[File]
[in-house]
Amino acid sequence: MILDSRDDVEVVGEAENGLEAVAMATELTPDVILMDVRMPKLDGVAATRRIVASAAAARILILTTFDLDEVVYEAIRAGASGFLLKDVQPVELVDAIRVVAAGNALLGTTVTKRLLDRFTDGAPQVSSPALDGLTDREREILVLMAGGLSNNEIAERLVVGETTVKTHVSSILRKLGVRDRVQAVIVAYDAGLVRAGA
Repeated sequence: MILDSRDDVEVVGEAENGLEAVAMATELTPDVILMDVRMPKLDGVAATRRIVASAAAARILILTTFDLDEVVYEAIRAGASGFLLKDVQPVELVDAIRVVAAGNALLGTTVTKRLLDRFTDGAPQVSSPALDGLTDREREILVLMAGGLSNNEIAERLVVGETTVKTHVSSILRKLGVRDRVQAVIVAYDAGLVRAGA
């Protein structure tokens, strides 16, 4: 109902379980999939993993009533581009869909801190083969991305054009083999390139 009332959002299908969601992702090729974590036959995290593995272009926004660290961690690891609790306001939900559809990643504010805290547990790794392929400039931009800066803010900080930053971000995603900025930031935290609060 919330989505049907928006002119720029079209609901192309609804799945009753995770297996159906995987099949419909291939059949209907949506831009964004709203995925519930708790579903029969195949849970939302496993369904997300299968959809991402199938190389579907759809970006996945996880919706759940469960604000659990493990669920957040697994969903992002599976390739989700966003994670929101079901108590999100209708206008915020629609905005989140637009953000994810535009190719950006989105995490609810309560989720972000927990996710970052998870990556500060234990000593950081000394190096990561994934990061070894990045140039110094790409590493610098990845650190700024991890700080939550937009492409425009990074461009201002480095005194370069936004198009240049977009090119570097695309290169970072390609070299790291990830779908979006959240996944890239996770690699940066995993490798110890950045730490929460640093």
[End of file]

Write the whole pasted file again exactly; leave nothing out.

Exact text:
[in-house]
Amino acid sequence: MILDSRDDVEVVGEAENGLEAVAMATELTPDVILMDVRMPKLDGVAATRRIVASAAAARILILTTFDLDEVVYEAIRAGASGFLLKDVQPVELVDAIRVVAAGNALLGTTVTKRLLDRFTDGAPQVSSPALDGLTDREREILVLMAGGLSNNEIAERLVVGETTVKTHVSSILRKLGVRDRVQAVIVAYDAGLVRAGA
Repeated sequence: MILDSRDDVEVVGEAENGLEAVAMATELTPDVILMDVRMPKLDGVAATRRIVASAAAARILILTTFDLDEVVYEAIRAGASGFLLKDVQPVELVDAIRVVAAGNALLGTTVTKRLLDRFTDGAPQVSSPALDGLTDREREILVLMAGGLSNNEIAERLVVGETTVKTHVSSILRKLGVRDRVQAVIVAYDAGLVRAGA
């Protein structure tokens, strides 16, 4: 109902379980999939993993009533581009869909801190083969991305054009083999390139 009332959002299908969601992702090729974590036959995290593995272009926004660290961690690891609790306001939900559809990643504010805290547990790794392929400039931009800066803010900080930053971000995603900025930031935290609060 919330989505049907928006002119720029079209609901192309609804799945009753995770297996159906995987099949419909291939059949209907949506831009964004709203995925519930708790579903029969195949849970939302496993369904997300299968959809991402199938190389579907759809970006996945996880919706759940469960604000659990493990669920957040697994969903992002599976390739989700966003994670929101079901108590999100209708206008915020629609905005989140637009953000994810535009190719950006989105995490609810309560989720972000927990996710970052998870990556500060234990000593950081000394190096990561994934990061070894990045140039110094790409590493610098990845650190700024991890700080939550937009492409425009990074461009201002480095005194370069936004198009240049977009090119570097695309290169970072390609070299790291990830779908979006959240996944890239996770690699940066995993490798110890950045730490929460640093």